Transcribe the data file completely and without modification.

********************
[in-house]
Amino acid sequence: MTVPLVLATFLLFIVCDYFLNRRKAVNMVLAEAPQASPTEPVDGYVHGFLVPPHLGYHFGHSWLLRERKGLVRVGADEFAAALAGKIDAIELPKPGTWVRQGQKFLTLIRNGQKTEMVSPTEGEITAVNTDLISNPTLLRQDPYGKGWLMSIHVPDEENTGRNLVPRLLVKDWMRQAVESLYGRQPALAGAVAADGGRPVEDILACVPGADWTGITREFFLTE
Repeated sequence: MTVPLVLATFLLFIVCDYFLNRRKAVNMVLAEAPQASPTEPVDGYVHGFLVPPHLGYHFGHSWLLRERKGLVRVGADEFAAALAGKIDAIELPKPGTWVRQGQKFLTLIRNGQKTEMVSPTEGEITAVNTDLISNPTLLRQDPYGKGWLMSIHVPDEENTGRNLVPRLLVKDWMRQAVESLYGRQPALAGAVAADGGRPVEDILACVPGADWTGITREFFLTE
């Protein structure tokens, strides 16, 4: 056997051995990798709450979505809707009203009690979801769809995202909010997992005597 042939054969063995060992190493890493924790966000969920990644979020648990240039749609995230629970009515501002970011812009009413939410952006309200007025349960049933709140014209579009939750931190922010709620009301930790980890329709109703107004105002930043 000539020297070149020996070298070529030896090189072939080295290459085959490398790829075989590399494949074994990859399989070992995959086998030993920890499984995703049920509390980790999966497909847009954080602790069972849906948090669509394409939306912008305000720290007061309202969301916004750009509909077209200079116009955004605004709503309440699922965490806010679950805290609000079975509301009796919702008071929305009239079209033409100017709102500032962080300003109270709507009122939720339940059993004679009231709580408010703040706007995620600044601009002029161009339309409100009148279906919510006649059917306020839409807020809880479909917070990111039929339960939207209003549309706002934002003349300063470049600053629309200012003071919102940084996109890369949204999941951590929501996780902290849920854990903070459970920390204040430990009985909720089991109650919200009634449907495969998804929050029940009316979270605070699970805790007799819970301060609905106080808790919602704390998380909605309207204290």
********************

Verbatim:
[in-house]
Amino acid sequence: MTVPLVLATFLLFIVCDYFLNRRKAVNMVLAEAPQASPTEPVDGYVHGFLVPPHLGYHFGHSWLLRERKGLVRVGADEFAAALAGKIDAIELPKPGTWVRQGQKFLTLIRNGQKTEMVSPTEGEITAVNTDLISNPTLLRQDPYGKGWLMSIHVPDEENTGRNLVPRLLVKDWMRQAVESLYGRQPALAGAVAADGGRPVEDILACVPGADWTGITREFFLTE
Repeated sequence: MTVPLVLATFLLFIVCDYFLNRRKAVNMVLAEAPQASPTEPVDGYVHGFLVPPHLGYHFGHSWLLRERKGLVRVGADEFAAALAGKIDAIELPKPGTWVRQGQKFLTLIRNGQKTEMVSPTEGEITAVNTDLISNPTLLRQDPYGKGWLMSIHVPDEENTGRNLVPRLLVKDWMRQAVESLYGRQPALAGAVAADGGRPVEDILACVPGADWTGITREFFLTE
């Protein structure tokens, strides 16, 4: 056997051995990798709450979505809707009203009690979801769809995202909010997992005597 042939054969063995060992190493890493924790966000969920990644979020648990240039749609995230629970009515501002970011812009009413939410952006309200007025349960049933709140014209579009939750931190922010709620009301930790980890329709109703107004105002930043 000539020297070149020996070298070529030896090189072939080295290459085959490398790829075989590399494949074994990859399989070992995959086998030993920890499984995703049920509390980790999966497909847009954080602790069972849906948090669509394409939306912008305000720290007061309202969301916004750009509909077209200079116009955004605004709503309440699922965490806010679950805290609000079975509301009796919702008071929305009239079209033409100017709102500032962080300003109270709507009122939720339940059993004679009231709580408010703040706007995620600044601009002029161009339309409100009148279906919510006649059917306020839409807020809880479909917070990111039929339960939207209003549309706002934002003349300063470049600053629309200012003071919102940084996109890369949204999941951590929501996780902290849920854990903070459970920390204040430990009985909720089991109650919200009634449907495969998804929050029940009316979270605070699970805790007799819970301060609905106080808790919602704390998380909605309207204290």